“At the beginning of the 20th century, Pope Pius X warned of what he properly saw as an invasion of the Church by the spirit of modernism (what he correctly defined as the ‘synthesis of all heresies’ — the saint’s own words [1907 Encyclical Pascendi Dominici Gregis, n. 39]). The Church had weathered centuries of assorted heresies, dissent, schisms and so forth.

But this one, warned the great pope, was a Category 5 hurricane of heresy the likes of which the Church had never seen before. He was spot on. What this heresy claimed was the clergy — but not just claimed them. It claimed them on such a scale as to boggle the mind.[2]

The treachery on the part of heretic bishops and priests in numerous countries has become full-blown in the decades since Vatican II, establishing what amounts to a parallel Church among the faithful. More and more Catholics are coming to realize this as they look around the destruction and are sick to death of hearing all about a ‘new springtime’ of the Church.”

Once again appealing to Traditionalists by invoking St. Pius X and Pascendi, he also mentions “a parallel Church”, a phrase found in Archbishop Viganò’s historic June 9 statement in which His Excellency blasts Vatican II and repudiates Benedict XVI’s failed “hermeneutic of continuity” in no uncertain terms:

“…despite all the efforts of the hermeneutic of continuity which shipwrecked miserably at the first confrontation with the reality of the present crisis, it is undeniable that from Vatican II onwards a parallel church was built, superimposed over and diametrically opposed to the true Church of Christ. This parallel church progressively obscured the divine institution founded by Our Lord in order to replace it with a spurious entity, corresponding to the desired universal religion that was first theorized by Masonry.” (Emphasis in original)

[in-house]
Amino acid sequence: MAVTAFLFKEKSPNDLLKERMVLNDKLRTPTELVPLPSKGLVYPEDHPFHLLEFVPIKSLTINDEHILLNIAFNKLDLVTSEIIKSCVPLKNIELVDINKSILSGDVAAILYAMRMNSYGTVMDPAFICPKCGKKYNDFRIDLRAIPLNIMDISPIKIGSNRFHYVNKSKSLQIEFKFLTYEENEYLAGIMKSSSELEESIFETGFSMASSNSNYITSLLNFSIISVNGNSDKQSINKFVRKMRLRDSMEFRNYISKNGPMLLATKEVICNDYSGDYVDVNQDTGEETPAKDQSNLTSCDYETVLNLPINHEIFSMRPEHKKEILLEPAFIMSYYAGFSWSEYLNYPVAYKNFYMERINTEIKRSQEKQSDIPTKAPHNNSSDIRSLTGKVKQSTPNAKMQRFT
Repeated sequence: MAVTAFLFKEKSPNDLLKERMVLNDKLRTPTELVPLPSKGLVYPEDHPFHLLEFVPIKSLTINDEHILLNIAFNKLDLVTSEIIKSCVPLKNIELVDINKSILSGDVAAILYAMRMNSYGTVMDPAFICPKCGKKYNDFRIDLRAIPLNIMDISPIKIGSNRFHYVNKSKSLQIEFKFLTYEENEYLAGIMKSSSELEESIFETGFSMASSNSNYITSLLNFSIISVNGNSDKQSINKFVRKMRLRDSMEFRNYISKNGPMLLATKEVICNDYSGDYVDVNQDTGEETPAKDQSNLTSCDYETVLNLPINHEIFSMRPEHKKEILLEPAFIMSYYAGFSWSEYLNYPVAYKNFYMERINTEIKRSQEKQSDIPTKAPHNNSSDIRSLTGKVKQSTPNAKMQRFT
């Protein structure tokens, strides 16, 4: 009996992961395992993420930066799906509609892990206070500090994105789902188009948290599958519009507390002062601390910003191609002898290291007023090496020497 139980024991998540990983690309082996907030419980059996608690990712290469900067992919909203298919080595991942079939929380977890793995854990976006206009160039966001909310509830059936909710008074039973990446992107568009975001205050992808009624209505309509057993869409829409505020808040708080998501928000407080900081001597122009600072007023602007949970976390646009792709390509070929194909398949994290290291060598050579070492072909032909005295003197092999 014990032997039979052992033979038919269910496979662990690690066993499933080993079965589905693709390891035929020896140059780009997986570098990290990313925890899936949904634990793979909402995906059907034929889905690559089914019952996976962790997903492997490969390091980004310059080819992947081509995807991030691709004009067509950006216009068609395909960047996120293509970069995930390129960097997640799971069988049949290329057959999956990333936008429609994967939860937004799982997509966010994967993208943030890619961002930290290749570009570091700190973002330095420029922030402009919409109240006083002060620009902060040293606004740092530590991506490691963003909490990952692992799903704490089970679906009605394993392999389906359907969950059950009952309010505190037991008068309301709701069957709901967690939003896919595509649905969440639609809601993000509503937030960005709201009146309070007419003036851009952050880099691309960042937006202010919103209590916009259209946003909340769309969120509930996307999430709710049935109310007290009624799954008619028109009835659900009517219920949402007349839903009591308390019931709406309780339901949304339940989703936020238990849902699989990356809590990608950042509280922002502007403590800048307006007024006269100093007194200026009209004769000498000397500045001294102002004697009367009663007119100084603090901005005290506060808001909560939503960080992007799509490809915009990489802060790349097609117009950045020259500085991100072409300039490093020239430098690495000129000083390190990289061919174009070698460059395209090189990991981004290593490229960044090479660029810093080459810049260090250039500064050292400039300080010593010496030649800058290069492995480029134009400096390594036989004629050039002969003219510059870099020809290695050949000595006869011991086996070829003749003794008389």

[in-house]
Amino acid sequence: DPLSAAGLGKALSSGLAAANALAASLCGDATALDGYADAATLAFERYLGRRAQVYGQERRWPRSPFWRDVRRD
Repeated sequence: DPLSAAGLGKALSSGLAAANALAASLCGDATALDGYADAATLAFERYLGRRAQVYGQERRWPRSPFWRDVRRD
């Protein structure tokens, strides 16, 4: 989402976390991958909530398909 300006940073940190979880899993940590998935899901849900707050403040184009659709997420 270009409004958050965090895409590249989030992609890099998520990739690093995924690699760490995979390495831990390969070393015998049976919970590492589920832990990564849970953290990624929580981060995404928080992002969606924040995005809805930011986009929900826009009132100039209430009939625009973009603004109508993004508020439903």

Note the archbishop’s firm stance that “from Vatican II onwards a parallel church was built” – not after the Council, not in spite of the Council, but precisely because of Conciliar teaching, as he observes elsewhere in his statement (links added):

“…it is surprising that people persist in not wanting to investigate the root causes of the present crisis, limiting themselves to deploring the present excesses as if they were not the logical and inevitable consequence of a plan orchestrated decades ago. If the Pachamama could be adored in a church, we owe it to Dignitatis Humanae [Conciliar Declaration on Religious Liberty]. If we have a liturgy that is Protestantized and at times even paganized, we owe it to the revolutionary action of Msgr. Annibale Bugnini and to the post-conciliar reforms. If the Abu Dhabi Declaration was signed, we owe it to Nostra Aetate [Conciliar Declaration on the Relation of the Church to Non-Christian Religions]. If we have come to the point of delegating decisions to the Bishops’ Conferences – even in grave violation of the Concordat, as happened in Italy – we owe it to collegiality, and to its updated version, synodality. Thanks to synodality, we found ourselves with Amoris Laetitia having to look for a way to prevent what was obvious to everyone from appearing: that this document, prepared by an impressive organizational machine, intended to legitimize Communion for the divorced and cohabiting [see here for details], just as Querida Amazonia will be used to legitimize women priests (as in the recent case of an ‘episcopal vicaress’ in Freiburg) and the abolition of sacred celibacy [see here for details].” (Emphasis in original)

Perhaps this stark assessment is why Voris hasn’t much discussed the former apostolic nuncio during his “Vortex” show since May 11, shortly after the release of Viganò’s anti-globalist “Appeal for the Church and the World” but before this anti-Vatican II bombshell.